|Year : 2021 | Volume
| Issue : 2 | Page : 53-58
Clinical-radiological prognostic factors in patients with brain metastasis-A retrospective study from a tertiary care centre In Easten India
Rashmi Singh, Anup Kumar, Praveer K S Munda, Rajanigandha Tudu, Payal Raina
Department of Radiation Oncology, RIMS, Ranchi, Jharkhand, India
|Date of Submission||01-Feb-2021|
|Date of Acceptance||15-Feb-2021|
|Date of Web Publication||07-May-2021|
Dr. Rashmi Singh
Department of Radiation Oncology, RIMS, Ranchi, Jharkhand
Source of Support: None, Conflict of Interest: None
Background: Brain metastasis (BM) is the most common (MC) intracranial tumor in adults. The outcome depends upon prognostic factors (PF) and optimal use of multimodality treatment. Objectives: We aimed to know clinicoradiological PF and their correlation in BM patients. Materials and Methods: Retrospectively, 19 BM patients treated with radiotherapy (RT) for the same between January 2018 and December 2019 were selected. Details of age, sex, Karnofsky performance status (KPS), recursive partitioning analysis (RPA), primary diagnosis, histopathology report, imaging details for BM-number, size and location, extracranial metastasis (EM), and primary tumor control (PTC) status were collected from the physical records. Descriptive statistics for the categorical variables and Bi-variate Spearman correlation were used to analyze the correlation between BM size, number, type of primary (TOP) with RPA, KPS, age, gender, PTC, and EM individually using the SPSS software version 20. Results: 84.2% of patients were <65 years age and 57.8% were males. Lung cancer was the MC primary (73.7%). The PF in majority were KPS <70 (52.6%), RPA III (52.63%), multiple BM lesions (73.7%), uncontrolled primary (78.9%), and BM size >1.5 cm (84.2%). EM was observed in 31.6% patients. 94.73% and 68.4% of patients received whole-brain RT and systemic treatment, respectively. The maximum duration of FU was 12 months and 78.9% of patients were lost to FU post-RT. Significant correlation was observed between BM size and RPA class, KPS (R = 0.456; P = 0.049), and TOP correlated with gender (P = 0.028) and PTC (P = 0.000). However, no significant correlation between the age, RT dose, EM, number of lesions and RPA, PS (P = 0.339). Conclusions: The presence of multiple poor PF in majority of our patients and their poor follow-up indicate inertness toward health issues. Furthermore, larger BM lesions correlated with higher RPA suggesting poor outcome, so treatment modality to be judicially selected. The positive correlation between gender, PTC and primary cancer, and their prognostic role in BM should be validated in the larger studies.
Keywords: Brain metastasis, clinical, outcome, prognostic factors, radiological
|How to cite this article:|
Singh R, Kumar A, S Munda PK, Tudu R, Raina P. Clinical-radiological prognostic factors in patients with brain metastasis-A retrospective study from a tertiary care centre In Easten India. J Radiat Cancer Res 2021;12:53-8
|How to cite this URL:|
Singh R, Kumar A, S Munda PK, Tudu R, Raina P. Clinical-radiological prognostic factors in patients with brain metastasis-A retrospective study from a tertiary care centre In Easten India. J Radiat Cancer Res [serial online] 2021 [cited 2021 Jul 28];12:53-8. Available from: https://www.journalrcr.org/text.asp?2021/12/2/53/315667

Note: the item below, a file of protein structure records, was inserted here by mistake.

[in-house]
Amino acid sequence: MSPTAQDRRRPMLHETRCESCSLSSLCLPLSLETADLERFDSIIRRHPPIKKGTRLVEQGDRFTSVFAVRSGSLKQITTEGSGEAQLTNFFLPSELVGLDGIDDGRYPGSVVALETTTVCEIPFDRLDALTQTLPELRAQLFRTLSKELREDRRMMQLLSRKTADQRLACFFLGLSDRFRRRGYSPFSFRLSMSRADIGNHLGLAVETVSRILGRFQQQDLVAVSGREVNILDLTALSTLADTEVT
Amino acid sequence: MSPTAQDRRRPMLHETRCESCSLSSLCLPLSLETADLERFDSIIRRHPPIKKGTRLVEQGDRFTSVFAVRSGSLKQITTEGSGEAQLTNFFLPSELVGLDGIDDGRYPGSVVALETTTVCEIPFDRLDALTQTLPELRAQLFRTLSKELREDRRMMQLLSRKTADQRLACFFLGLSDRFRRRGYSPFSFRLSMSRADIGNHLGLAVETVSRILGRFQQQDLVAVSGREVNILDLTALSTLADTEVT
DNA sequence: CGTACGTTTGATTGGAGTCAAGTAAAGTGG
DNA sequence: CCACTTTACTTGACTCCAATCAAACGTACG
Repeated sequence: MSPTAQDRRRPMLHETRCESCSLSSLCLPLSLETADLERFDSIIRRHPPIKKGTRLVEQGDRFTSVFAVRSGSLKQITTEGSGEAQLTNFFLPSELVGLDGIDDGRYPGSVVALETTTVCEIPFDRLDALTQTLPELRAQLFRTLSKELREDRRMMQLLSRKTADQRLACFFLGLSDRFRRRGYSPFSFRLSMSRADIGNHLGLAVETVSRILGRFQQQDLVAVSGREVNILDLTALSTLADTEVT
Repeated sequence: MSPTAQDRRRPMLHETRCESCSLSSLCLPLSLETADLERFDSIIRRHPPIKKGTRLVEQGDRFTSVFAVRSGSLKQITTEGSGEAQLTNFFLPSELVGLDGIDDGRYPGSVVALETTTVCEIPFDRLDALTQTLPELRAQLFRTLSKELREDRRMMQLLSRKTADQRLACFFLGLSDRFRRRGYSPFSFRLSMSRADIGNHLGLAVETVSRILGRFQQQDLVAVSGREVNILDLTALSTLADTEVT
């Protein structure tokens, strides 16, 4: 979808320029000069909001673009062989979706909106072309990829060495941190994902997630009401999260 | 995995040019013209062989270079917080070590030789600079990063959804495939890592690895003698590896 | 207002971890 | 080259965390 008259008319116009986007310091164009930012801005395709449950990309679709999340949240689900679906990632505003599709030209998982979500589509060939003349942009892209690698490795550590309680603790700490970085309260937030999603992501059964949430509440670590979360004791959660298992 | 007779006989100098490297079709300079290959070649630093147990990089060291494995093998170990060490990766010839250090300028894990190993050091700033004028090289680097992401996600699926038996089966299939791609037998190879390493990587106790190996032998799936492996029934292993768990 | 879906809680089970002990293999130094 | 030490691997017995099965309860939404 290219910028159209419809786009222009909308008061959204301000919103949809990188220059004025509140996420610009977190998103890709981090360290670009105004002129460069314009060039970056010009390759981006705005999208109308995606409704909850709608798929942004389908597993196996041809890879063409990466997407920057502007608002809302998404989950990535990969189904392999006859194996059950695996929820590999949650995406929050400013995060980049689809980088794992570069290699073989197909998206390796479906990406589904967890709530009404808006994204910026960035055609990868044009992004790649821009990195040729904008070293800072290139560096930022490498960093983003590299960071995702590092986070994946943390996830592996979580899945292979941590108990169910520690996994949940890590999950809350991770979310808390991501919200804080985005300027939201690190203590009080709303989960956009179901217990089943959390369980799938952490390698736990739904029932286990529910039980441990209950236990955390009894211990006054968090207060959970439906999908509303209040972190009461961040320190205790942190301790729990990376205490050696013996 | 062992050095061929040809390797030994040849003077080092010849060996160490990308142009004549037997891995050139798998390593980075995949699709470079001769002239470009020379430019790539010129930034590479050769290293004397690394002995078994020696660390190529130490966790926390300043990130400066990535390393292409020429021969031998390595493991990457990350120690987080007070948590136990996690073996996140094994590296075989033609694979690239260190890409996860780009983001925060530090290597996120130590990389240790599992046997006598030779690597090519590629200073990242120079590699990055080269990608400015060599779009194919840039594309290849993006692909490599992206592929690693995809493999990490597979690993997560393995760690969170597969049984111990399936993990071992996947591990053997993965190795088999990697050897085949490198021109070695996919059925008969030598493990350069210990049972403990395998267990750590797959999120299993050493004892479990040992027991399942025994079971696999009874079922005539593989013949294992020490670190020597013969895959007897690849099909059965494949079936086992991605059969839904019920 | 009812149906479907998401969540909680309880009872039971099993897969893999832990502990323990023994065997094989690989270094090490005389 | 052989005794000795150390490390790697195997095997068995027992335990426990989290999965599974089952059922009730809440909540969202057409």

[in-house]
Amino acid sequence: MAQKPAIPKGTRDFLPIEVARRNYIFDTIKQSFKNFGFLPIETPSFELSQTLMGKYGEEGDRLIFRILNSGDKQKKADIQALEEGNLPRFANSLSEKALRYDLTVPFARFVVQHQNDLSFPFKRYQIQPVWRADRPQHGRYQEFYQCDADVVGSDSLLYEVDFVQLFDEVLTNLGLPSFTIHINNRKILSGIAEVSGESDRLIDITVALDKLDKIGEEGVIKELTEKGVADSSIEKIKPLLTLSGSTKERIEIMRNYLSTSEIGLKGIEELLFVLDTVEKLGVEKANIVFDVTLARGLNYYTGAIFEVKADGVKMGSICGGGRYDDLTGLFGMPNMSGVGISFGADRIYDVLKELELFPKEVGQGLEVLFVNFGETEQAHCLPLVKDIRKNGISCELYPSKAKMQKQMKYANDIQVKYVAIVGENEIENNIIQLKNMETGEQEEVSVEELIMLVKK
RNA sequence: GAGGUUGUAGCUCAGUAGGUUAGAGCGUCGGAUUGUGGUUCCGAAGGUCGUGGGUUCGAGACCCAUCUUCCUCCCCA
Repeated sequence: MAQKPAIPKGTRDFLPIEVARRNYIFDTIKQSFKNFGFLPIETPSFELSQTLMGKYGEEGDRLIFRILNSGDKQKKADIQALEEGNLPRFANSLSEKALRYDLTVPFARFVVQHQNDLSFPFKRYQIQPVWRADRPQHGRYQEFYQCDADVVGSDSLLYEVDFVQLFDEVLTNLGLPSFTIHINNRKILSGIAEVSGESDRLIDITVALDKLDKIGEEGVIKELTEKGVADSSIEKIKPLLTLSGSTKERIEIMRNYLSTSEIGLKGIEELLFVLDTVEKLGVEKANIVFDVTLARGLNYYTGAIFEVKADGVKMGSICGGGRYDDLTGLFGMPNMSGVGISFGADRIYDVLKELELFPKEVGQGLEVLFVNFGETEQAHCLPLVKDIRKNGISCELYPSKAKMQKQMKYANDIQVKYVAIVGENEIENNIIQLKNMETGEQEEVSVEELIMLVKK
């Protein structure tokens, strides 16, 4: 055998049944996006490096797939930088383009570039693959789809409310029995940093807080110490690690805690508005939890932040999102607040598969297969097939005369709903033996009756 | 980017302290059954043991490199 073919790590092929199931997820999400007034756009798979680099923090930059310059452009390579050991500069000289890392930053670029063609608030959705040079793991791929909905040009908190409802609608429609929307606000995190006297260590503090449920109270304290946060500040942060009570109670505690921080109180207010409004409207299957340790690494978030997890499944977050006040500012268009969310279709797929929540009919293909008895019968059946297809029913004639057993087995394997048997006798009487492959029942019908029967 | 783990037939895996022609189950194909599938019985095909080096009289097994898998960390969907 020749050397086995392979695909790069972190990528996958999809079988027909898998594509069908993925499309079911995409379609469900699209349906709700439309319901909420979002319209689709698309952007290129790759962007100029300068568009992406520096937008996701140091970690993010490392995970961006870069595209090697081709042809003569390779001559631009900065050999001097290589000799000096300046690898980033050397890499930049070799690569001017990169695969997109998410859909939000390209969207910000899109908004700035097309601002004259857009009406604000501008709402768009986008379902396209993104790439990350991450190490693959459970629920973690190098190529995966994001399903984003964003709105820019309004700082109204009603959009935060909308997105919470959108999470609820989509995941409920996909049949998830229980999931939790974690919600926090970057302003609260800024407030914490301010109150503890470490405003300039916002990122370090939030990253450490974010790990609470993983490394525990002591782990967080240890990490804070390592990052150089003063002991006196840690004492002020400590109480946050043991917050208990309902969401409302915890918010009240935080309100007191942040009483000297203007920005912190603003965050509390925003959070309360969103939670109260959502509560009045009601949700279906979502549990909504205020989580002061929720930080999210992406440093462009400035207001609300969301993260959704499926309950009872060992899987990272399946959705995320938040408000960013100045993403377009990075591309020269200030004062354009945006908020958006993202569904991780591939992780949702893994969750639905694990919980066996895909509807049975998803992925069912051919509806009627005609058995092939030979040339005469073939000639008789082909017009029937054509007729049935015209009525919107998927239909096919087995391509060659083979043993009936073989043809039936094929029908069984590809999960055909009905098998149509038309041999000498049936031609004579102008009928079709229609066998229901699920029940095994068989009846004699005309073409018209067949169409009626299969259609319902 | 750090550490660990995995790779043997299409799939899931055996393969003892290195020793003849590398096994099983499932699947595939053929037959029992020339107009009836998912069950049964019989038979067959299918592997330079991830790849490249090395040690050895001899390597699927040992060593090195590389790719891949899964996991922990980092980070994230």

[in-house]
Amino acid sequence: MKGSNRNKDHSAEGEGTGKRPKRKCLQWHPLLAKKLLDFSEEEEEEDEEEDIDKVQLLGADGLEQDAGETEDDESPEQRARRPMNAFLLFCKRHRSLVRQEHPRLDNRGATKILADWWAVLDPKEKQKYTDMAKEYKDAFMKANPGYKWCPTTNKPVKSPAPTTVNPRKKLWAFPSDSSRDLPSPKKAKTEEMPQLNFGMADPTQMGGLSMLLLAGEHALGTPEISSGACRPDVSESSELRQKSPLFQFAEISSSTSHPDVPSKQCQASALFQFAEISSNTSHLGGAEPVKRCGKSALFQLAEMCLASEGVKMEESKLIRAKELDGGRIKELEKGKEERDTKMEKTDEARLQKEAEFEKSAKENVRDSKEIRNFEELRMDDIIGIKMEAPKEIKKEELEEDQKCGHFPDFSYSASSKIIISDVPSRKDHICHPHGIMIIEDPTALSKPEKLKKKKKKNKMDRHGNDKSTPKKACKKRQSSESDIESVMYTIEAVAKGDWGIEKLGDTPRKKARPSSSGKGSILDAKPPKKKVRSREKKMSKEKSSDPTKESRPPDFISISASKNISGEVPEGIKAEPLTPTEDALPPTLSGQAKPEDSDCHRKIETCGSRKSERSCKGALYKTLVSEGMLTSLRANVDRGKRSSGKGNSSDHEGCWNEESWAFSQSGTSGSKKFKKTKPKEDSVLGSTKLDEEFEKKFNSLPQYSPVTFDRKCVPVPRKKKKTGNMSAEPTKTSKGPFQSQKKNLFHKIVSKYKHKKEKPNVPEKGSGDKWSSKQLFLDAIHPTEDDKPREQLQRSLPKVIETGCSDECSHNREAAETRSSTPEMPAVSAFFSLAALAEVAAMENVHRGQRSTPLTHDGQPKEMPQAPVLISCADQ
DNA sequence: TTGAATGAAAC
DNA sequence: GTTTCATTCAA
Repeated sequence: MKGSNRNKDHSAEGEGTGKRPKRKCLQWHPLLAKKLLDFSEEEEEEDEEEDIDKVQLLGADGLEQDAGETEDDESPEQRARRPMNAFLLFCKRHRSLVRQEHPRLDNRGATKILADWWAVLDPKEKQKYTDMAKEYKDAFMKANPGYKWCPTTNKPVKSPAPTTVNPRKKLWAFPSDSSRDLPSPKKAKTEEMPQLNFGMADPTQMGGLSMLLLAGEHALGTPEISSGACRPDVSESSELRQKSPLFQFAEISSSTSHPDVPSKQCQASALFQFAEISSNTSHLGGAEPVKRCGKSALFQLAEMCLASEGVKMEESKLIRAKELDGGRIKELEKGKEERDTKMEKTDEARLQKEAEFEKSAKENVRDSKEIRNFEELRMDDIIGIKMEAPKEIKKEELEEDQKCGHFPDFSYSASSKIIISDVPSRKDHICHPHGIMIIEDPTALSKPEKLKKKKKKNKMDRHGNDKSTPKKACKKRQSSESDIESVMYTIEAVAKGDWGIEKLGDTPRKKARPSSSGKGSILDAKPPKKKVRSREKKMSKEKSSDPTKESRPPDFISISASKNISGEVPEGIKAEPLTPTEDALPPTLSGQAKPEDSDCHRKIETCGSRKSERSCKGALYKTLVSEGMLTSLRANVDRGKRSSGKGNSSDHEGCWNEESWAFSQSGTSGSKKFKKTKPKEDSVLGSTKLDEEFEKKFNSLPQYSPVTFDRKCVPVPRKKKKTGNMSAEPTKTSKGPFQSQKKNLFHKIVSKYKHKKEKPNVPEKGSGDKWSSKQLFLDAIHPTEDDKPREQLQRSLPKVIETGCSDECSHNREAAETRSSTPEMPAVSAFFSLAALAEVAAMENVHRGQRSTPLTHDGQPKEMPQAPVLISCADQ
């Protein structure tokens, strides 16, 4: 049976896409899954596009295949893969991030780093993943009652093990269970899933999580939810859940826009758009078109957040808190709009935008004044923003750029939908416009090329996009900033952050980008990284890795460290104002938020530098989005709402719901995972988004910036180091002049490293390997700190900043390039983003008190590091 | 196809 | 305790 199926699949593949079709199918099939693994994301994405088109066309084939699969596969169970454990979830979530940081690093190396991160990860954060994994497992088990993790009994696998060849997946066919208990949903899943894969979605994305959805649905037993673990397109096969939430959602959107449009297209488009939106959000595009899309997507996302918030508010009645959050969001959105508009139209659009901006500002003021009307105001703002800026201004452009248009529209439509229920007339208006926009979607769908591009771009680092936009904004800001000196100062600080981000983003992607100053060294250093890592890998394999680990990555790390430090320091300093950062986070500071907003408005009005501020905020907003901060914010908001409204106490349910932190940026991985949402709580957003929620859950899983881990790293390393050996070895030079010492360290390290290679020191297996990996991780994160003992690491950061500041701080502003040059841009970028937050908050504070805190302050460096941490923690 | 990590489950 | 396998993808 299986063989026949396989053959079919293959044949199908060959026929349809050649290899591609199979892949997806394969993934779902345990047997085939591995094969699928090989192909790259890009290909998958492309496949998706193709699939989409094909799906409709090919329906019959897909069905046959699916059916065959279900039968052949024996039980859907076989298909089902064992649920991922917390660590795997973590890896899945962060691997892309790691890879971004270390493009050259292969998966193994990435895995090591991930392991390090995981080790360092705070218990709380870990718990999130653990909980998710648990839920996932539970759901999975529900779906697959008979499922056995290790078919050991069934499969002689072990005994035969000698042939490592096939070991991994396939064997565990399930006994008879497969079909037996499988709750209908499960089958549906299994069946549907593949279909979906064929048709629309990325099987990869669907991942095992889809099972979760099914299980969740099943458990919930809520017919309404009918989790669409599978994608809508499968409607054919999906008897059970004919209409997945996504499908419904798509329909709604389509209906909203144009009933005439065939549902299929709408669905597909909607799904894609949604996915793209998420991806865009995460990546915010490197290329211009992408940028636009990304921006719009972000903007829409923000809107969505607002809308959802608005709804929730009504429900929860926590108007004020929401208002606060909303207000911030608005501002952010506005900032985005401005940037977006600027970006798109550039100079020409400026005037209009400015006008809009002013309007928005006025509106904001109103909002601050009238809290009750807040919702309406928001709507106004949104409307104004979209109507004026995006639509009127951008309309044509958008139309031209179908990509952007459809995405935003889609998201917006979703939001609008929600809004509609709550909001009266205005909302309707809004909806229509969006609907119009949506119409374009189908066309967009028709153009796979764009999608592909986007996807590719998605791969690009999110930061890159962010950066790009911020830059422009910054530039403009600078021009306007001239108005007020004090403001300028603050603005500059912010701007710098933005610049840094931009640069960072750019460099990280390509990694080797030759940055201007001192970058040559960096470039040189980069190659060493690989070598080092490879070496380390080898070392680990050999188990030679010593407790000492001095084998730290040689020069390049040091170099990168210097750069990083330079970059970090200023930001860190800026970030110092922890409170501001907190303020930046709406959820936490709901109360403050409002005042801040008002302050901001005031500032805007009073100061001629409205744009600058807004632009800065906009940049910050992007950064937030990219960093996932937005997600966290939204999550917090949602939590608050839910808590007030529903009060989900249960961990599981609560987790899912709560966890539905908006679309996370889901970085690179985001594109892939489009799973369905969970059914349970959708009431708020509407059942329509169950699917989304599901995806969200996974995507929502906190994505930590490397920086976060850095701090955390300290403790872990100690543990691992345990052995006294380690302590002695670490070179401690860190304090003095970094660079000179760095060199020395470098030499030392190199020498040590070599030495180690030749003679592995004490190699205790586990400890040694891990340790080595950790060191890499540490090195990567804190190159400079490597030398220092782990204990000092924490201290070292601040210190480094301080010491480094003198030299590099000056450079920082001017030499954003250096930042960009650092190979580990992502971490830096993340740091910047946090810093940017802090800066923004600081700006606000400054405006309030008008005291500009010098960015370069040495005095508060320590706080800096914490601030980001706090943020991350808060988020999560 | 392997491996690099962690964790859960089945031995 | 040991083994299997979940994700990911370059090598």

| Introduction|| |
Brain metastasis (BM) is the most common (MC) intracranial tumor in adults. An estimated 20%–40% of cancer patients develop BM during their life time. In the USA, every year 200,000 new cases of brain metastasis are detected. Lung cancer is approximately solely responsible for 40%–50% cases with BM, the other common ones are breast cancer (15%–25%), melanoma (5%–20%), and renal cell cancer (5%–10%). The contrast-enhanced magnetic resonance imaging (MRI) brain is the gold standard for the diagnosis of BM as a computed tomography (CT) scan can miss small lesions or tumors in the posterior fossa and also positron emission tomography (PET) scan has a sensitivity of only 75% and specificity of 83%.
Treatment options for BM include whole-brain radiotherapy (WBRT), stereotactic radiosurgery/stereotactic body radiotherapy (SRS/SBRT), surgery, and palliative chemotherapy.
WBRT has been reported to be associated with cognitive decline. Especially in a good prognosis patients with better survival, the use of concurrent and adjuvant use of neuroprotective agents such as Memantine (N-methyl-D-aspartate) along with WBRT, hippocampal sparing, and deferring the WBRT with alternate options of SRS/SBRT where feasible and upfront use of central nervous system (CNS) active systemic therapy should be practiced. However, survival and local control are similar to both WBRT and SRS. WBRT dose prescription varies from 20 Gy/5# to 30 Gy/10#., Furthermore, upfront chemotherapy instead of SRS or WBRT has been recommended in some of the asymptomatic metastasis. However, close CNS surveillance with MRI is a must, so that early intervention can be done when required.
Single or 1–3 metastatic lesions of <3 cm in size with an overall good prognosis can be considered for the excision. Combined modality treatment has been advocated as per the promising results in different trials., As with excision alone, there is a 50% risk of recurrence.
Melanoma,, non-small cell lung carcinoma,,, and breast cancer are some of the cancers where systemic therapy has been found to be active for BM using Nivolumab/Iplimumab, Dabrafenib, Alectinib/Crizotinib, Osimertinib, and Lapatinib, respectively, with varying response rates of 30%–50%.
Without treatment, the median survival of patients is 1 month and with steroid treatment only, median survival approximates 2 months. The 1-year survival is approximately 10% with multi-modality treatment.